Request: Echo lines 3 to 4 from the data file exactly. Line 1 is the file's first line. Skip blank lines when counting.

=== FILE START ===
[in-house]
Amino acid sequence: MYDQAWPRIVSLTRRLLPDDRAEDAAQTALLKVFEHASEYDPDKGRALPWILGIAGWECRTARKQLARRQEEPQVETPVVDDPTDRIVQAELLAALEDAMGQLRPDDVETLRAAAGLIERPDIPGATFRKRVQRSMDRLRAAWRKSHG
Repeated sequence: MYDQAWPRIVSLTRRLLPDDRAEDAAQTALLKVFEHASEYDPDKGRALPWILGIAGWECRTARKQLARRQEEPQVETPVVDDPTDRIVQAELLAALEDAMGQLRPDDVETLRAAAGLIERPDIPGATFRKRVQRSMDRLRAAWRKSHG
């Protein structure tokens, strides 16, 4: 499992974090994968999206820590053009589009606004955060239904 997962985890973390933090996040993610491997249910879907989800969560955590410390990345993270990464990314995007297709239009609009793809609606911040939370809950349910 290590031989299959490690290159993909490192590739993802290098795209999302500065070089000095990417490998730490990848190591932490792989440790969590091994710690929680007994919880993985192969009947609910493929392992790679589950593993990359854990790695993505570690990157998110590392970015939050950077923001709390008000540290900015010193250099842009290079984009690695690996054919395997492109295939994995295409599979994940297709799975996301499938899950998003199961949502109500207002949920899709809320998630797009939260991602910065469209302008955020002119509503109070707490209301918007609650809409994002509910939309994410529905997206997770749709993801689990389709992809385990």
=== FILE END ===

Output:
Repeated sequence: MYDQAWPRIVSLTRRLLPDDRAEDAAQTALLKVFEHASEYDPDKGRALPWILGIAGWECRTARKQLARRQEEPQVETPVVDDPTDRIVQAELLAALEDAMGQLRPDDVETLRAAAGLIERPDIPGATFRKRVQRSMDRLRAAWRKSHG
């Protein structure tokens, strides 16, 4: 499992974090994968999206820590053009589009606004955060239904 997962985890973390933090996040993610491997249910879907989800969560955590410390990345993270990464990314995007297709239009609009793809609606911040939370809950349910 290590031989299959490690290159993909490192590739993802290098795209999302500065070089000095990417490998730490990848190591932490792989440790969590091994710690929680007994919880993985192969009947609910493929392992790679589950593993990359854990790695993505570690990157998110590392970015939050950077923001709390008000540290900015010193250099842009290079984009690695690996054919395997492109295939994995295409599979994940297709799975996301499938899950998003199961949502109500207002949920899709809320998630797009939260991602910065469209302008955020002119509503109070707490209301918007609650809409994002509910939309994410529905997206997770749709993801689990389709992809385990």